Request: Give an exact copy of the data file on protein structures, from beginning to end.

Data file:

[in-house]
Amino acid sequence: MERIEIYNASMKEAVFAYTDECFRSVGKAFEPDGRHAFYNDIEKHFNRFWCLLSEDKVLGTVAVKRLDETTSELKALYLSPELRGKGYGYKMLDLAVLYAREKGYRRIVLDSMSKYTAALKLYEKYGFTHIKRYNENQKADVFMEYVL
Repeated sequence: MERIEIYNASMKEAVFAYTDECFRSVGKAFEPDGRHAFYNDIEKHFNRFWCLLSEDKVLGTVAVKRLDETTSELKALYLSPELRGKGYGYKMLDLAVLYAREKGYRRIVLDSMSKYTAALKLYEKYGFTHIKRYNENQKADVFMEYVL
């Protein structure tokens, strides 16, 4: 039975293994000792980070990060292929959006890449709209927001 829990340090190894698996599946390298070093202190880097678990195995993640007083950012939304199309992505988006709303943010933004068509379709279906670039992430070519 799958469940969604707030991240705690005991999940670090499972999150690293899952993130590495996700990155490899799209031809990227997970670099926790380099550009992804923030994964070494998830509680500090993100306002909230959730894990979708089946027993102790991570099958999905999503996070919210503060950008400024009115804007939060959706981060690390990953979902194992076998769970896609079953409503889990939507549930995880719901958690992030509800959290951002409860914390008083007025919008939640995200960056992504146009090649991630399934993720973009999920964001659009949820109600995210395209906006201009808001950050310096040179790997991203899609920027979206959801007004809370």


[in-house]
Amino acid sequence: MERIEIYNASMKEAVFAYTDECFRSVGKAFEPDGRHAFYNDIEKHFNRFWCLLSEDKVLGTVAVKRLDETTSELKALYLSPELRGKGYGYKMLDLAVLYAREKGYRRIVLDSMSKYTAALKLYEKYGFTHIKRYNENQKADVFMEYVL
Repeated sequence: MERIEIYNASMKEAVFAYTDECFRSVGKAFEPDGRHAFYNDIEKHFNRFWCLLSEDKVLGTVAVKRLDETTSELKALYLSPELRGKGYGYKMLDLAVLYAREKGYRRIVLDSMSKYTAALKLYEKYGFTHIKRYNENQKADVFMEYVL
């Protein structure tokens, strides 16, 4: 039975293994000792980070990060292929959006890449709209927001 829990340090190894698996599946390298070093202190880097678990195995993640007083950012939304199309992505988006709303943010933004068509379709279906670039992430070519 799958469940969604707030991240705690005991999940670090499972999150690293899952993130590495996700990155490899799209031809990227997970670099926790380099550009992804923030994964070494998830509680500090993100306002909230959730894990979708089946027993102790991570099958999905999503996070919210503060950008400024009115804007939060959706981060690390990953979902194992076998769970896609079953409503889990939507549930995880719901958690992030509800959290951002409860914390008083007025919008939640995200960056992504146009090649991630399934993720973009999920964001659009949820109600995210395209906006201009808001950050310096040179790997991203899609920027979206959801007004809370």